Junior Amateur arrives at Flint Hills
With a focus on maintaining the integrity of the land and the ability to retain the people who make Flint Hills National a site for personalized world-class golf, Tom Devlin’s dream of bringing a championship course to Wichita became a reality.
Twenty years later, as we prepare to host our third USGA championship, we’re eager to contribute both economically and with a great sense of pride to the Wichita-area community. We’re committed to excellence in golf and are honored to host the U.S. Junior Amateur Championship through July 22.
156 of the best junior golfers in the world will converge upon the Wichita area through the championship’s conclusion on July 22. Each will travel with parents, coaches, caddies, extended family and friends. Also expected to visit Wichita will be more than 100 college golf coaches. The economic impact on our community will be significant as these visitors enjoy the many amenities of our city.
We thank the USGA for choosing our course and community to host. We thank the many businesses who have donated products and services to help put on this championship. We thank the 350-plus volunteers who will donate their time to help us run this championship. We thank the Flint Hills National members for their support, both financially and through the sacrifice of their club for two weeks. We thank the community for welcoming players and families next week, and invite you to come see the future of golf at Flint Hills National, a championship free to attend.
Jeff Johnson, Wichita
Blame to go around
When James Hodgkinson fired on Republican lawmakers in Washington, D.C., seriously injuring Rep. Steve Scalise, many blamed the inflammatory rhetoric which dominates political conversation. When it is realized Hodgkinson went to D.C. to “work with people to change the tax brackets,” it is obvious it was not rhetoric which motivated him. Instead, it was the actions of elected Republican senators, representatives and the President.
The Republican-controlled House had just passed a healthcare bill giving billions of dollars of tax breaks to the wealthy and taking healthcare away from 23 million Americans. They exempted themselves from that health plan.
President Trump then outlined the Republican tax plan, which again gives billion dollars in tax breaks to the wealthy and reduces or eliminates several programs upon which many working Americans rely. This proposed tax plan apparently motivated Hodgkinson.
Our nation was founded by an armed revolt over “taxation without representation.” The Republican Party is recreating this circumstance again by causing most working Americans to sacrifice so the taxes of the wealthiest can be reduced.
Let’s hope the goal of serving only the wealthy is abandoned by the Republican Party. If not, hopefully the correction will come at the ballot box during the 2018 elections. Should either or both of these things not happen, no one should be surprised by another American rebellion.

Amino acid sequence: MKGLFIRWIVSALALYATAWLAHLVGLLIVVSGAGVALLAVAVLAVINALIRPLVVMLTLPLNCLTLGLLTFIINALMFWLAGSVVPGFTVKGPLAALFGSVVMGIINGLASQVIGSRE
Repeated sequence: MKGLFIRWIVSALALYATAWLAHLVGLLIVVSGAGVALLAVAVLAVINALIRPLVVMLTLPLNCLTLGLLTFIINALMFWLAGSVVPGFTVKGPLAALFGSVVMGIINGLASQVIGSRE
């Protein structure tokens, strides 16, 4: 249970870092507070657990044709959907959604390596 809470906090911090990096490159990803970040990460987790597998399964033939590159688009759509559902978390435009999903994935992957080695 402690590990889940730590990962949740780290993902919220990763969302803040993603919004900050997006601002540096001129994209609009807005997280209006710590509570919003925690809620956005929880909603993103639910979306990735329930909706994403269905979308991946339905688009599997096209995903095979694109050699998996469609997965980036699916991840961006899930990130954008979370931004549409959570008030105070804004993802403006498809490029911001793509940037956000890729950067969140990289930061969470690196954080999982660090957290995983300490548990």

John Moore, Afton, Okla.
Voter fraud worth a responsible look
Voter fraud is such a contentious subject that I did what the actor did on the commercial about reverse mortgages — some research.
I found most of the “evidence,” pro and con, for fraud happening in the United States as not convincing. But one thing stood out. When individuals or groups tried committing fraud as a test of the system, they were successful about 90 percent of the time.
I think that result alone calls for a practical, thorough and scientific project to determine if voter fraud is a meaningful problem.
Harry Clements, Wichita
A divided America
During Sunday’s “Meet the Press,” the moderator asked a Republican and a Democrat how this country got to the point where people with differing ideologies refused to listen to each other. The Republican said Obamacare had failed, and the Democrat said that the Republican healthcare plan was worse.
Both represented their party ideology. Neither would be happy until their party ruled (not governed) America. This is not the way to make America great again. If they, and 90 percent of Congress, had been at the Constitutional Convention, the greatest compromise in history would never have happened, and there would be no United States of America.
There is nothing patriotic about Meine Partie Uber Alle.
Dennis Harvey, Bel Aire
Letters to the Editor
Include your full name, home address and phone number for verification purposes. All letters are edited for clarity and length; 200 words or fewer are best. Letters may be published in any format and become the property of The Eagle.
Mail: Letters to the Editor, The Wichita Eagle, 330 N. Mead, Wichita, KS 67202